Wednesday, August 31, 2016

Earth Etudes for Elul are Coming

The moon is waning once again, this time telling us that we are approaching the Jewish month of Elul, and this year, the American holiday of Labor Day. Here in Massachusetts, the heat and drought continue, making it hard to believe that summer will soon be over. But sunset arrives earlier, Shabbat evenings are longer and Shabbat days are shorter, the nights are sometimes cool, and we know in our minds, even if not our hearts, that summer cannot go on forever.

We may wonder - or not - about the drought. Someone told me today that it is putting her on edge. What does it mean for us? What kind of message is it to us about our global future?

Elul is a time for reflection, a time for teshuvah, return to G!d and to our best selves, in preparation for the Days of Awe, the holiest time in our calendar. What does teshuvah mean for us in this new era of climate disruption? How do we become the best we need to be for humanity and our planet, within the confines of our physical being and the social structures of our modern world?

There are no easy answers to these questions, but the Earth Etudes for Elul, reflections on teshuvah and Earth by members and friends of Ma'yan Tikvah - rabbis, environmentalists, regular people, gardeners, poets - can provide food for thought during this sacred time of year, this time of the turning of the seasons and the turning of our calendars. The Earth Etudes for Elul will be posted here each evening starting with Elul 1 this Saturday night, and you can use the form on the right to sign up to get them in your mailbox daily.

May your journey through this season be rich, meaningful, and deep, and may you discover within yourself new and powerful resources for confronting the challenges of life.

Chodesh tov - may you have a good month,

Rabbi Katy Z. Allen

Rabbi Katy Z. is a board certified chaplain and serves as an Eco-Chaplain and the Facilitator of One Earth Collaborative, a program of Open Spirit. She is the founder and rabbi of Ma'yan Tikvah - A Wellspring of Hope, which holds services outdoors all year long, the co-founder and President pro-tem of the Boston-based Jewish Climate Action Network, and a hospice chaplain at CareGroup Parmenter Hospice. She received her ordination from the Academy for Jewish Religion in 2005. 

Monday, August 29, 2016

The Empty Nest

by Lisa Baye Kaye
Photos by Lisa Baye Kaye and Hannah Serena Kaye

I saw this scene in my mother’s garage by the recycling bin. The simple beauty of the bird nest and dirt glazed gloves shaped to guide a precious object filled my imagination and heart thinking of all the journeys people take when they leave the nest...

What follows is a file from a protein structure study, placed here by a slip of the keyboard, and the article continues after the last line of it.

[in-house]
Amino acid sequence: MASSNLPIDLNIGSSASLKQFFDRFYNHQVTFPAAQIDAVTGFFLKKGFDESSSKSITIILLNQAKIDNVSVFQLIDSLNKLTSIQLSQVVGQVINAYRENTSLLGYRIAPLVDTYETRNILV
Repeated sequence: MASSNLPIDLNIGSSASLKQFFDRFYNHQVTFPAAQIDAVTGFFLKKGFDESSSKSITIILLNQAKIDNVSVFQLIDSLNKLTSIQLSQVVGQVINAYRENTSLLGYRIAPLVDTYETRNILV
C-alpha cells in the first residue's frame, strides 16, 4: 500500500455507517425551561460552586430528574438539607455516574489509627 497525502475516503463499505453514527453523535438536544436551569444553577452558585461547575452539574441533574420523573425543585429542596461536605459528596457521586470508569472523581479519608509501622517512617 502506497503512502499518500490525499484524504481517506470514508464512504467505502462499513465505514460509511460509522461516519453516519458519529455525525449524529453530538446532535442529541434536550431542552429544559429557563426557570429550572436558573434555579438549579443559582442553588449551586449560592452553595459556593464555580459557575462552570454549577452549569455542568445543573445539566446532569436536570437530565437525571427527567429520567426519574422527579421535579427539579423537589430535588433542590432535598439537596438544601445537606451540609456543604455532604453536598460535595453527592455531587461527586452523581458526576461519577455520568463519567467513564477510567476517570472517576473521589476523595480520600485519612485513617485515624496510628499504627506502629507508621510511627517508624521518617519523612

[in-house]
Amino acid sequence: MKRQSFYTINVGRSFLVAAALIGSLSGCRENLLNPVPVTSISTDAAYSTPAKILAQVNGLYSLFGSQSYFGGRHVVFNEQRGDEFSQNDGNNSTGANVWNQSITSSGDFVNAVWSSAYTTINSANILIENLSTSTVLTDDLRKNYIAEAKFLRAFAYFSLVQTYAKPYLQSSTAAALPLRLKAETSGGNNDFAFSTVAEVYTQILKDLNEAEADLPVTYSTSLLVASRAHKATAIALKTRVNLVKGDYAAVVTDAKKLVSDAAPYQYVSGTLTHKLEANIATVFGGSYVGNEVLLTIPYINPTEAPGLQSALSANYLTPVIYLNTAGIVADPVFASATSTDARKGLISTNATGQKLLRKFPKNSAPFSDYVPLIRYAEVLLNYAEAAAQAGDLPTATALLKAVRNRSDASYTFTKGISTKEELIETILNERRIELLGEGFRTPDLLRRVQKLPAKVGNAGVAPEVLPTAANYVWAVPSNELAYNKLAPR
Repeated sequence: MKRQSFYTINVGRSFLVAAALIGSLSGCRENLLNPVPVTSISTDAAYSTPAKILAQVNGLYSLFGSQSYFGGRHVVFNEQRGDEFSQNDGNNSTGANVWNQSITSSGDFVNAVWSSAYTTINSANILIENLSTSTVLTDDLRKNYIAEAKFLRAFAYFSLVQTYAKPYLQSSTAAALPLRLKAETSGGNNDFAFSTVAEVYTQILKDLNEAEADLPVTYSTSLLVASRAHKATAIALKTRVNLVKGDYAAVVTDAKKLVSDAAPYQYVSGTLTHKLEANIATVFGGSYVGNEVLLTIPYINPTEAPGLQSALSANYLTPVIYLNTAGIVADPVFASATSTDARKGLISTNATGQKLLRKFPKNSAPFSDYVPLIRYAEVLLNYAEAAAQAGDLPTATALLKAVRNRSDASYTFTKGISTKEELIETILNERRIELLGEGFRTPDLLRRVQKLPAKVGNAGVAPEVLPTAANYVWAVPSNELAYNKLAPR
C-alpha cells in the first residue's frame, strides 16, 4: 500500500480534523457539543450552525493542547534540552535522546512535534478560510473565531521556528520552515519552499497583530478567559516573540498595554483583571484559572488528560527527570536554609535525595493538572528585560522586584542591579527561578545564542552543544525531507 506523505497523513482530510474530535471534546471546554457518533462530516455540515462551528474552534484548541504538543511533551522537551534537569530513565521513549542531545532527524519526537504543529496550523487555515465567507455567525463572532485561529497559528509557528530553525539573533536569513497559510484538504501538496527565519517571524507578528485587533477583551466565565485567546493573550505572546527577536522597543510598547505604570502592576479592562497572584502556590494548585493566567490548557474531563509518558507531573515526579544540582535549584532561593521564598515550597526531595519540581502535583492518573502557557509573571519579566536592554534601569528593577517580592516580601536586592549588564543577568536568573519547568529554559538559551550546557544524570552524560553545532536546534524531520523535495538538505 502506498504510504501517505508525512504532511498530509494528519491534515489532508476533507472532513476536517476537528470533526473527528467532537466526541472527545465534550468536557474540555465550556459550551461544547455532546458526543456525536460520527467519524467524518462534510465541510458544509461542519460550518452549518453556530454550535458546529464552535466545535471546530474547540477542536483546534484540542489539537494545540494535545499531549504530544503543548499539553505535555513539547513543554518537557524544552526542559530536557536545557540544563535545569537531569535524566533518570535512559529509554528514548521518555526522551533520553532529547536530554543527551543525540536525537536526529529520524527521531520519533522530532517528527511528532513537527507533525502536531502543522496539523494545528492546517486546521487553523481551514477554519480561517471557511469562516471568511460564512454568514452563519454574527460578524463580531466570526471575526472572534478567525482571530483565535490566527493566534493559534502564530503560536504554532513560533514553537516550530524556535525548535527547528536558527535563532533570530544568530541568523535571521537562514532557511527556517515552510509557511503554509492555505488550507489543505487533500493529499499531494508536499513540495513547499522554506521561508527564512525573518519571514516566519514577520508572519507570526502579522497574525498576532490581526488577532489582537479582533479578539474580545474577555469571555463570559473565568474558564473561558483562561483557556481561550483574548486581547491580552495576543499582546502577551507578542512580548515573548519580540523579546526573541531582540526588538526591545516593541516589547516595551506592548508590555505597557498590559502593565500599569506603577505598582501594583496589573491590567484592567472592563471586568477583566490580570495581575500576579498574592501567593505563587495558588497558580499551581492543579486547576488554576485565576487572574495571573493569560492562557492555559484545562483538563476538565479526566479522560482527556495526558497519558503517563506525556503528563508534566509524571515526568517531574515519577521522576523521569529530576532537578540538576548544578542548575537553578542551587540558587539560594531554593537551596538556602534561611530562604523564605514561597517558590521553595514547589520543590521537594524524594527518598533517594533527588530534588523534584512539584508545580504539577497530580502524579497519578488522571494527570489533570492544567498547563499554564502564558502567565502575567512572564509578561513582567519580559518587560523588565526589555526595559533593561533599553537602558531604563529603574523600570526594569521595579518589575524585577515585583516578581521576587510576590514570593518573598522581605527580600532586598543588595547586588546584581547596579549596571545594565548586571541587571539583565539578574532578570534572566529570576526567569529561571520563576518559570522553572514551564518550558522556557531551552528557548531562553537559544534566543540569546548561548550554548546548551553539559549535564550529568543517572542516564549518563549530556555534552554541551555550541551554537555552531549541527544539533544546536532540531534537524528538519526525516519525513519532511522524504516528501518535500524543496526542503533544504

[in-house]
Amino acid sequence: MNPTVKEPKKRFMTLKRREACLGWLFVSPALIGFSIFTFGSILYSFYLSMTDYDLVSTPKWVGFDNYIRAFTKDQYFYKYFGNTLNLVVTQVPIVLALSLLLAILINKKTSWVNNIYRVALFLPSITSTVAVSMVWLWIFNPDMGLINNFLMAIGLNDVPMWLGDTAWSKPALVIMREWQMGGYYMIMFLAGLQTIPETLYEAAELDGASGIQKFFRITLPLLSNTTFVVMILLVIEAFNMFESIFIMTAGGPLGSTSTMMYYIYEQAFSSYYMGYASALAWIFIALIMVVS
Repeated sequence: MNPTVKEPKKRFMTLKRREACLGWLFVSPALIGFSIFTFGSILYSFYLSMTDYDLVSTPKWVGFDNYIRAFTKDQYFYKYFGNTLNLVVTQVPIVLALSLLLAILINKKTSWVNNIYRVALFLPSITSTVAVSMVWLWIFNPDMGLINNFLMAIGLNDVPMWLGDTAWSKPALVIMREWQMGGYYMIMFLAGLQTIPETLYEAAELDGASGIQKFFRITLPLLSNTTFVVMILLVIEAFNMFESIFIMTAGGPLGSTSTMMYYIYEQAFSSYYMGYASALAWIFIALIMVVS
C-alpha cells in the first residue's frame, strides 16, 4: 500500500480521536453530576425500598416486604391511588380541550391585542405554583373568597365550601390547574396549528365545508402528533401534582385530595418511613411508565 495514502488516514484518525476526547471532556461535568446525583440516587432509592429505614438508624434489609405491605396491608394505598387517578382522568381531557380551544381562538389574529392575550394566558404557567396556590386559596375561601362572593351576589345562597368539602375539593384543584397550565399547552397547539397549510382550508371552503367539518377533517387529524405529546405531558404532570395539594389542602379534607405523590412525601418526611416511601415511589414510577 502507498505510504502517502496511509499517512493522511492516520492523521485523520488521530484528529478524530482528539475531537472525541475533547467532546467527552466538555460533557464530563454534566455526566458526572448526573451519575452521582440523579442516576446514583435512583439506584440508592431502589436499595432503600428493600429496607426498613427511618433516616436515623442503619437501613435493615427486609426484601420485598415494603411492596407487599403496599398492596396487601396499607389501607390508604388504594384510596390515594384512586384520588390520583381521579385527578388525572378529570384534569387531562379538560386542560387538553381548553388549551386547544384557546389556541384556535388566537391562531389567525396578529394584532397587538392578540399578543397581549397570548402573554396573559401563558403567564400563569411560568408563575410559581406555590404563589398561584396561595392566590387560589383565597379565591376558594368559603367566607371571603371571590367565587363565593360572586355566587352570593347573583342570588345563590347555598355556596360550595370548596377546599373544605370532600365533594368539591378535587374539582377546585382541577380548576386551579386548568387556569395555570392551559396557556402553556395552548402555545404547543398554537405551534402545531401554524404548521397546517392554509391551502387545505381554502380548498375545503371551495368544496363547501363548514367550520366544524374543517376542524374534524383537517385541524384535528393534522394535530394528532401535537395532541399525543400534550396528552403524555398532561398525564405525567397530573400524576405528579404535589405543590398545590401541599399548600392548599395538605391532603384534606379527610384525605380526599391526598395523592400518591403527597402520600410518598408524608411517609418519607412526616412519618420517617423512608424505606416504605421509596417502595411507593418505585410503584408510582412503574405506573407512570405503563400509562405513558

Can you see how carefully the nest is constructed and imagine the time and energy put into creating it? A twig, a stick, a straw piece of grass pulled from all over the land to build this home of love. Its beauty is in the construction and the delicate nature of holding the eggs. Its strength is evident and perfectly inspiring. 

Do you see the dirt covered gloves covered looking like they are holding the heart and spirit of someone they love? Positioned to help, to guide, to let go as needed or to embrace as needed? The dirt that has come from hard work connecting to the Earth and the sweat that goes with that creation?

I think of all the little children going off to school for the first time, or the ones flying the nest and leaving home. I think of the ones learning to fly for the first time or the ones flying home for a visit. With a heavy heart, I think of the ones who left the nest under terms that all parents hope will not happen. I think of those who tried to build a nest and nature just did not work that way for them. Those who lost the egg before it was born or the nest emptied before the right time. I think of those proud to see their child fly and those still hoping for lift off due to circumstances not expected.

But…right now I think of my mother who still tends her garden at 87 years of age. She had to flee her nest in Germany and escape from Hitler at a time where she never got a childhood. I am filled with abundance and gratitude that despite that experience she always found the strength to build new nests and find beauty and peace in nature.

Lisa Baye Kaye wrote "The Nest" story for all the people who are feeling the "empty nest" as children start the new school year or life journeys. She also wanted to honor two young adults who recently passed away unexpectedly (Jaimie and Tony).  
Lisa Baye Kaye is an amateur photographer who finds beauty in nature by closely observing the simple surrounding of everyday life. This purposeful act of paying attention to the magic of her daily surroundings has inspired her photography, writing and poetry.   

Her teen daughter, Hannah Serena Kaye has acquired the family love of art , photography and nature that has been passed down by many generations. Hannah Serena Kaye’s art has been exhibited in libraries, hospitals and art shows since childhood.